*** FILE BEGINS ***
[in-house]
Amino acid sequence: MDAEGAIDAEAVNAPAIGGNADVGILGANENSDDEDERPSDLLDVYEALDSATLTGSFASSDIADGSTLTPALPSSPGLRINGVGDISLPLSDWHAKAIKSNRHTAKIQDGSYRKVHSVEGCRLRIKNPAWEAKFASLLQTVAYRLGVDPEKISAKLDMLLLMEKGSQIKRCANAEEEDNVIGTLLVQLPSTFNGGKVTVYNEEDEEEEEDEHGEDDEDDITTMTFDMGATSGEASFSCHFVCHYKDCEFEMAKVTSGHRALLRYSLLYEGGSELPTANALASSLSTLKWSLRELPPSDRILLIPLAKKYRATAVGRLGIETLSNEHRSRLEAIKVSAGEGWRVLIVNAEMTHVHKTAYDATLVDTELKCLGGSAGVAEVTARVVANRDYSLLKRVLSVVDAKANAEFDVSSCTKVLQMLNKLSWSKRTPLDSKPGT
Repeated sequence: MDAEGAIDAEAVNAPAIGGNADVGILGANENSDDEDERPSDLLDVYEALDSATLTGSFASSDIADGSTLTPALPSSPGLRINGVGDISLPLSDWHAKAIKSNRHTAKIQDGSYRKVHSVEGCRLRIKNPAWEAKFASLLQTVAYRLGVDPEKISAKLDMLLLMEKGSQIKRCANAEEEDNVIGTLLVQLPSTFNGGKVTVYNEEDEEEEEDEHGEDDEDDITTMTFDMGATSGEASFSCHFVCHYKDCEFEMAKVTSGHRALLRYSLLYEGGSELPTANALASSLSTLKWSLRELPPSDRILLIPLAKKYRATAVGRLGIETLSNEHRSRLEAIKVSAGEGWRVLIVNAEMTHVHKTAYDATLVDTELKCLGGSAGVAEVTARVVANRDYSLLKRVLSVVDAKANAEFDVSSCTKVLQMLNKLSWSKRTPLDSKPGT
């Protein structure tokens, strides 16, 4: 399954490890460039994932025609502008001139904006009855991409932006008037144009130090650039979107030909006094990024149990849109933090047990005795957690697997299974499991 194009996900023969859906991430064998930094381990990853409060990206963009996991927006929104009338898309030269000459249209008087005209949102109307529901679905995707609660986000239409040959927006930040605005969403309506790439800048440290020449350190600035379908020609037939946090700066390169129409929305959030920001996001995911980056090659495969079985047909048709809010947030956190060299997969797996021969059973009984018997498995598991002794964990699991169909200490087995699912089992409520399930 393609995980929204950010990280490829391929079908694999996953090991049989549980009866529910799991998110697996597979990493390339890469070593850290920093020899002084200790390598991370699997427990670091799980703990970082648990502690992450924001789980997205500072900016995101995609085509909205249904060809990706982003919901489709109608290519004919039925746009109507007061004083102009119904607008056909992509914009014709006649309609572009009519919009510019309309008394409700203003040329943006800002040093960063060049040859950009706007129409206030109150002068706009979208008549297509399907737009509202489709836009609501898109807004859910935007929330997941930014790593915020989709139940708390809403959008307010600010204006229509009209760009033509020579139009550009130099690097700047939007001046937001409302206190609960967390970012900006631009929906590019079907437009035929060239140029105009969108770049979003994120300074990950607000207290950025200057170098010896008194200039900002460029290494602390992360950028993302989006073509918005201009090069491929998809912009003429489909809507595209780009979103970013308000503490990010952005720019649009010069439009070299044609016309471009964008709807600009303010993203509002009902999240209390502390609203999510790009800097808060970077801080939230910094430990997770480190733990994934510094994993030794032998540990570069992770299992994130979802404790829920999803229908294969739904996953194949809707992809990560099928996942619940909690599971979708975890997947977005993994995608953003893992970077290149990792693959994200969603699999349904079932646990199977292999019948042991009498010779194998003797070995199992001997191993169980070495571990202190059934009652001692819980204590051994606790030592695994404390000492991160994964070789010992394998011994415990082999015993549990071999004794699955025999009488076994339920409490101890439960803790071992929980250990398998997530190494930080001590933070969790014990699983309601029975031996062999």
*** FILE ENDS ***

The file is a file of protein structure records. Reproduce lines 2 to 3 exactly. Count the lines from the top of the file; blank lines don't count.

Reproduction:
Amino acid sequence: MDAEGAIDAEAVNAPAIGGNADVGILGANENSDDEDERPSDLLDVYEALDSATLTGSFASSDIADGSTLTPALPSSPGLRINGVGDISLPLSDWHAKAIKSNRHTAKIQDGSYRKVHSVEGCRLRIKNPAWEAKFASLLQTVAYRLGVDPEKISAKLDMLLLMEKGSQIKRCANAEEEDNVIGTLLVQLPSTFNGGKVTVYNEEDEEEEEDEHGEDDEDDITTMTFDMGATSGEASFSCHFVCHYKDCEFEMAKVTSGHRALLRYSLLYEGGSELPTANALASSLSTLKWSLRELPPSDRILLIPLAKKYRATAVGRLGIETLSNEHRSRLEAIKVSAGEGWRVLIVNAEMTHVHKTAYDATLVDTELKCLGGSAGVAEVTARVVANRDYSLLKRVLSVVDAKANAEFDVSSCTKVLQMLNKLSWSKRTPLDSKPGT
Repeated sequence: MDAEGAIDAEAVNAPAIGGNADVGILGANENSDDEDERPSDLLDVYEALDSATLTGSFASSDIADGSTLTPALPSSPGLRINGVGDISLPLSDWHAKAIKSNRHTAKIQDGSYRKVHSVEGCRLRIKNPAWEAKFASLLQTVAYRLGVDPEKISAKLDMLLLMEKGSQIKRCANAEEEDNVIGTLLVQLPSTFNGGKVTVYNEEDEEEEEDEHGEDDEDDITTMTFDMGATSGEASFSCHFVCHYKDCEFEMAKVTSGHRALLRYSLLYEGGSELPTANALASSLSTLKWSLRELPPSDRILLIPLAKKYRATAVGRLGIETLSNEHRSRLEAIKVSAGEGWRVLIVNAEMTHVHKTAYDATLVDTELKCLGGSAGVAEVTARVVANRDYSLLKRVLSVVDAKANAEFDVSSCTKVLQMLNKLSWSKRTPLDSKPGT